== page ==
In a moving fashion, Henry helps us to understand better the nature of our evangelical self-identity as it relates to the gospel, to the authority of Holy Scripture, and to Christ. Henry entitled his valedictory piece “If I Had to Do It Again.” He wrote:
From the outset of my Christian walk I have treasured the Book that speaks of the God of ultimate beginnings and ends, and illumines all that falls between. . . . An evangelical Christian believes incomparable good news: that Christ died in the stead of sinners and arose the third day as living head of the church of the twice-born, the people of God, whose mission is mandated by the scripturally given Word of God. The term evangelical—whose core is the “evangel”—therefore embraces the best of all good tidings, that on the ground of the substitutionary death of Christ Jesus, God forgives penitent sinners and he shelters their eternal destiny by the Risen Lord who triumphed over death and over all that would have destroyed him and his cause. That good news as the Apostle Paul makes clear, is validated and verified by the sacred Scriptures. Those who contrast the authority of Christ with the authority of Scripture do so at high risk. Scripture gives us the authentic teaching of Jesus and Jesus exhorted his apostles to approach Scripture as divinely authoritative. There is no confident road into the future for any theological cause that provides a fragmented Scriptural authority and—in consequence—an unstable Christology. Founded by the true and living Lord, and armed with the truthfulness of Scripture, the church of God is invincible. Whatever I might want to change in this pilgrim life, it would surely not be any of these high and holy commitments.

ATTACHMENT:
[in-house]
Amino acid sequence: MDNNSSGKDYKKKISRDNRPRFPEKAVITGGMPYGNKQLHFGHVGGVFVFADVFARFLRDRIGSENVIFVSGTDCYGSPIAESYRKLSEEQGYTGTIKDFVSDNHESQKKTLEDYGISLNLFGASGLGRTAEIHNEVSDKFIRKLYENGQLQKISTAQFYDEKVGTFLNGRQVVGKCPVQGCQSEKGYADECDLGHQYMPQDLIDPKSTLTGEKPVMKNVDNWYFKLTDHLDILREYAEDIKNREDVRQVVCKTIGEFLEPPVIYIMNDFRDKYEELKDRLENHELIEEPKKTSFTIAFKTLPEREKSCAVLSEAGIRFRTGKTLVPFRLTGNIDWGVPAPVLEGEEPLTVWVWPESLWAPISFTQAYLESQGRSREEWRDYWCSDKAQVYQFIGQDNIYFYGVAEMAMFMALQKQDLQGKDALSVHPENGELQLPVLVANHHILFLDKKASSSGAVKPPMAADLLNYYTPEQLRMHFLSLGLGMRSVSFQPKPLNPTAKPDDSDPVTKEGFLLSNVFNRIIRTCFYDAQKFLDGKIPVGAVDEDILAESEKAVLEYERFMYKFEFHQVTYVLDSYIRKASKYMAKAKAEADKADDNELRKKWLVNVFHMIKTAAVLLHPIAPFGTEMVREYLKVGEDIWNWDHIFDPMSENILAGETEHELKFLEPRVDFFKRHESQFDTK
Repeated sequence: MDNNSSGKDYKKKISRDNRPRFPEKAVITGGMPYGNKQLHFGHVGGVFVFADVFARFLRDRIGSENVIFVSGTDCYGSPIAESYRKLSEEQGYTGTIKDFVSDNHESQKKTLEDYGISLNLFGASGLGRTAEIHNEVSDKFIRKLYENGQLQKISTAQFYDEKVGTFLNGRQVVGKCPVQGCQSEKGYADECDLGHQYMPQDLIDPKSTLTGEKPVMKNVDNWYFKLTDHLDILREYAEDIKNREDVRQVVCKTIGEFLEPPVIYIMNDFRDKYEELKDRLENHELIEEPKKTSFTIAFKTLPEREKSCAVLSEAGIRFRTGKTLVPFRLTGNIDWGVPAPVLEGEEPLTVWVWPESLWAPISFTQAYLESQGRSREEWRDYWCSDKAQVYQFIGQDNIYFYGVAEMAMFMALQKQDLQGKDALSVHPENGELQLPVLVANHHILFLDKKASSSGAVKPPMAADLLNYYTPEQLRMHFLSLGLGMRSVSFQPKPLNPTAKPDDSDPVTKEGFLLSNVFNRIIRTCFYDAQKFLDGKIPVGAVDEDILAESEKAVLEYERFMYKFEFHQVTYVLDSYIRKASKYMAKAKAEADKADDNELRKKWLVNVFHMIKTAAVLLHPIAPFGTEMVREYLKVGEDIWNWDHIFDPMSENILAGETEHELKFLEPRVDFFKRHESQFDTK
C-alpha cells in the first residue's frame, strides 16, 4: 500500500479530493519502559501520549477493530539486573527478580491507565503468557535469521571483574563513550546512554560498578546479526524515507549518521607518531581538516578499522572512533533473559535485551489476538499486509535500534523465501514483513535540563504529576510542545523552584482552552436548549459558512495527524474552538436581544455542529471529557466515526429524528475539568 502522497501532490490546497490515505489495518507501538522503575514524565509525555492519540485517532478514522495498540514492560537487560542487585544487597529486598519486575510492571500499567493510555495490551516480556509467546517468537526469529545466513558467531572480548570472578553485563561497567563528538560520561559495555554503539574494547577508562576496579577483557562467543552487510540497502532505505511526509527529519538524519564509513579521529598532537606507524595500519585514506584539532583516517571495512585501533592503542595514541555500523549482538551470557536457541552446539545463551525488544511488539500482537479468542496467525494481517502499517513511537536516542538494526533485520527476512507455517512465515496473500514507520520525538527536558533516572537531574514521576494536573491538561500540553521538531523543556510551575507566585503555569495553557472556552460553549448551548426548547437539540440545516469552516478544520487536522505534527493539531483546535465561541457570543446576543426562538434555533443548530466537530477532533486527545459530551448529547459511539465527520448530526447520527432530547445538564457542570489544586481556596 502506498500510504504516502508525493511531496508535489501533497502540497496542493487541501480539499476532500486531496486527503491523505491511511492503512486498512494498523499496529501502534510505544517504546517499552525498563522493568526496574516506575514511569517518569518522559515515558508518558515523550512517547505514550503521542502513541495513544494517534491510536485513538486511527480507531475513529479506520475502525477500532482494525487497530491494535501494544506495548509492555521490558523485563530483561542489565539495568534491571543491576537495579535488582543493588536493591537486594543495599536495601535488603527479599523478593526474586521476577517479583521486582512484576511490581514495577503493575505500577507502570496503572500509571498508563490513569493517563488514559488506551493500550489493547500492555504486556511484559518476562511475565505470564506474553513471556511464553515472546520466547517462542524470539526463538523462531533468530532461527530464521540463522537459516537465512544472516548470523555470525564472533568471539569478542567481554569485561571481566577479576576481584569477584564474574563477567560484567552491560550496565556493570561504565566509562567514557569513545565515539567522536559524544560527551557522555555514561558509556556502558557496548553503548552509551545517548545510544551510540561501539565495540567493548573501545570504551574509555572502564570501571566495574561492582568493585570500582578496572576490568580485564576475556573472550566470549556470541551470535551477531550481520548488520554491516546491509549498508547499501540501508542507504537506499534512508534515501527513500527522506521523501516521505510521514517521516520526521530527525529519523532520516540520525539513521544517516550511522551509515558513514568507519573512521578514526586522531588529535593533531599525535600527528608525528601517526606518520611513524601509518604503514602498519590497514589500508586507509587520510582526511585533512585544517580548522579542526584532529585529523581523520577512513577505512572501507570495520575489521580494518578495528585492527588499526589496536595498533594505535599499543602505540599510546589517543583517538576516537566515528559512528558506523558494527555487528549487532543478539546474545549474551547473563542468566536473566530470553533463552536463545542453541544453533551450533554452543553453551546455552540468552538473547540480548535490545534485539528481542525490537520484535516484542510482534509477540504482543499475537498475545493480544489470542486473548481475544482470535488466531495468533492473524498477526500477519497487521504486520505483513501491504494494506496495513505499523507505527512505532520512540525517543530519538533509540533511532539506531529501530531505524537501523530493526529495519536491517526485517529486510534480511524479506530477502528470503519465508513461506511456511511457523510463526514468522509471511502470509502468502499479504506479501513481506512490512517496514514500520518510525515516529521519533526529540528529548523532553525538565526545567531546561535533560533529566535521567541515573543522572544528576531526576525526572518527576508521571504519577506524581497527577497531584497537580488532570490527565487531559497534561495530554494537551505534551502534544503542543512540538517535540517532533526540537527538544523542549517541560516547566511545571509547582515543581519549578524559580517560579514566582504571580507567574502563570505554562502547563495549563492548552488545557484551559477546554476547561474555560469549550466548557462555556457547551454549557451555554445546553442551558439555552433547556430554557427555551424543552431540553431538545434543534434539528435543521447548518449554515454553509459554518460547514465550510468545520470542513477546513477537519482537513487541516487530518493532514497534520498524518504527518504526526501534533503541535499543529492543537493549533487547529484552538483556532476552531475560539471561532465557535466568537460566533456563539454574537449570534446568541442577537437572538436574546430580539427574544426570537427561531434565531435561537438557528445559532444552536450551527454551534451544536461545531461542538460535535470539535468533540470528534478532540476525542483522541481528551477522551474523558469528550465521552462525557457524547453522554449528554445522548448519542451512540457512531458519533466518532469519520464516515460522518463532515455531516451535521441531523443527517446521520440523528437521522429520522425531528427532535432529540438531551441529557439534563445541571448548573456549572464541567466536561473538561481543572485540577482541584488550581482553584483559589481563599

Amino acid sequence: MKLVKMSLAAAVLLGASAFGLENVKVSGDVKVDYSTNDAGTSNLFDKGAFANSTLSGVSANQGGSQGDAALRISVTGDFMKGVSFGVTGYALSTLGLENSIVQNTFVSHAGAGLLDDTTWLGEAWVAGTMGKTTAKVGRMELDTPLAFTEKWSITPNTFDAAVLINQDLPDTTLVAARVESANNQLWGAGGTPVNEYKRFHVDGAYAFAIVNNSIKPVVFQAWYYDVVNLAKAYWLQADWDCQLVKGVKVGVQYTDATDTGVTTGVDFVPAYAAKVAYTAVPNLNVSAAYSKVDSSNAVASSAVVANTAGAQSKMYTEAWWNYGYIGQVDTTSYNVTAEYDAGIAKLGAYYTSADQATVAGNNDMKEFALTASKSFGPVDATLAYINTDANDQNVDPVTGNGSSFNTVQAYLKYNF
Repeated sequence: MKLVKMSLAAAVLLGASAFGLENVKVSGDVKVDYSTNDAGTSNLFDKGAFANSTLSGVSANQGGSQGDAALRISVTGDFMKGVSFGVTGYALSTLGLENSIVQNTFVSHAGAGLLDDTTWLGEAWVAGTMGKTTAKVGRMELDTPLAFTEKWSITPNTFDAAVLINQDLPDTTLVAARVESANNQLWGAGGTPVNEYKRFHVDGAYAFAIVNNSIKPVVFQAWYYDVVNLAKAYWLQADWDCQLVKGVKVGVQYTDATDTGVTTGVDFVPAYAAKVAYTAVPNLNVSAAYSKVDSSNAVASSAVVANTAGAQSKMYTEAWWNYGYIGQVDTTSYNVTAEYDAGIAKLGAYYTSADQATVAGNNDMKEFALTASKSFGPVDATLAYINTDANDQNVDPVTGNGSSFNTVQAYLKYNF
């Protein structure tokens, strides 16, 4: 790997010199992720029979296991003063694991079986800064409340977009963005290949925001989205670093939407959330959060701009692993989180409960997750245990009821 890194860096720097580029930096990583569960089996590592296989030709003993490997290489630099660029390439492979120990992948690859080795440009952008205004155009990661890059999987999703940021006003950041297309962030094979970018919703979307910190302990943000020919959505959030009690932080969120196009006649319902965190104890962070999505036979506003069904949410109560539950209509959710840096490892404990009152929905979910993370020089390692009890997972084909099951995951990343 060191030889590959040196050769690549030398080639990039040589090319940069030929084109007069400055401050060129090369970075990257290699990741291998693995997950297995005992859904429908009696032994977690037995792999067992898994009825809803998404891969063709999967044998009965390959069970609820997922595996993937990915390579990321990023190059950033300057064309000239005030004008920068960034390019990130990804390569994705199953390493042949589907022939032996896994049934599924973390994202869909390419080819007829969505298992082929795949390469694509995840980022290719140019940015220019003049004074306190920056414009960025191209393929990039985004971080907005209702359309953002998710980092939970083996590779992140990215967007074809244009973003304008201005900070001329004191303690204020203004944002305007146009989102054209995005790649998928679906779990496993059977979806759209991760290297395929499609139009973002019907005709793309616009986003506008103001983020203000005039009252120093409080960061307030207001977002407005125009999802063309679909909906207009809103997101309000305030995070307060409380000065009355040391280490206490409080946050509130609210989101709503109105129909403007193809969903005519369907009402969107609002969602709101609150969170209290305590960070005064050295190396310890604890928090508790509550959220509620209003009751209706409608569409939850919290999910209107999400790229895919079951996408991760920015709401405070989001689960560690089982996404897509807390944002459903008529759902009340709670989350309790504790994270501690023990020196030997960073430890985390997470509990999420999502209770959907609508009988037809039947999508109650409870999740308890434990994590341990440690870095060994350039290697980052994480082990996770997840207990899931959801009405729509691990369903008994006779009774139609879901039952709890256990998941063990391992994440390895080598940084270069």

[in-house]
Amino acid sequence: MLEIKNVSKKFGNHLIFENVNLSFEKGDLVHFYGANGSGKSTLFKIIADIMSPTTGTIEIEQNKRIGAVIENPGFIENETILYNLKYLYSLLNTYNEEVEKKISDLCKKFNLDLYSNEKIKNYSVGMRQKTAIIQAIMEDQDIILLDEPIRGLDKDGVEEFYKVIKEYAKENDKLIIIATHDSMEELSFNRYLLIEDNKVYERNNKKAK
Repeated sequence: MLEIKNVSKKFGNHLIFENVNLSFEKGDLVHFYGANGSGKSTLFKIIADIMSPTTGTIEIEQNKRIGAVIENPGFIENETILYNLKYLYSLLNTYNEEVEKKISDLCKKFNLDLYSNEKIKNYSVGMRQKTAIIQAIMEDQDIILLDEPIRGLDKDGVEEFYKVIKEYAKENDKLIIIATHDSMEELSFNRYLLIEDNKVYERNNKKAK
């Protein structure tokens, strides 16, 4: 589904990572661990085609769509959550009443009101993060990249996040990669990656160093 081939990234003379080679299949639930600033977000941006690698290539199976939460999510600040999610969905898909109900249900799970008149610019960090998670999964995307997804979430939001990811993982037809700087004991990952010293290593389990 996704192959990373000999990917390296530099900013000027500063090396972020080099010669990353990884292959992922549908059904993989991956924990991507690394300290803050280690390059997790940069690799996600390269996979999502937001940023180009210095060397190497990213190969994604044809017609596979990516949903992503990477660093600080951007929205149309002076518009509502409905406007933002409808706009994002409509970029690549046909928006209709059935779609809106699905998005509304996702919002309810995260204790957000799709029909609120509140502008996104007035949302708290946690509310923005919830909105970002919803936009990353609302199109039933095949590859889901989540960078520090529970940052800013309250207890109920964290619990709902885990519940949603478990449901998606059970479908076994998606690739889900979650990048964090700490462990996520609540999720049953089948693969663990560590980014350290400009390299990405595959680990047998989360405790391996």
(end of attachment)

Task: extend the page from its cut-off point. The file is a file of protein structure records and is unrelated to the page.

Dr. Henry had given these valedictory remarks about evangelical self-identity only a few years before I encountered him walking on the sidewalk at Trinity Evangelical Divinity School in the early 1990s. After our brief conversation, Henry continued to shuffle along the way to his next appointment. I wish I’d spoken to him about the patent weaknesses of the new historiography that portrayed biblical inerrancy not as an evangelical church doctrine but solely as a fundamentalist doctrinal innovation. But I did not do so.
Hopefully, as he walked to his next appointment, he was comforted by remembering his own description of evangelical self-identity and his own “high and holy” commitments regarding Christ and Holy Scripture. After all, they had biblical warrant and resided squarely in the central teachings of the Western churches from the Patristic era through the Protestant Reformation until the late twentieth century. They remain some of the salient theological elements that make up a consistent evangelical self-identity in the early twenty-first century.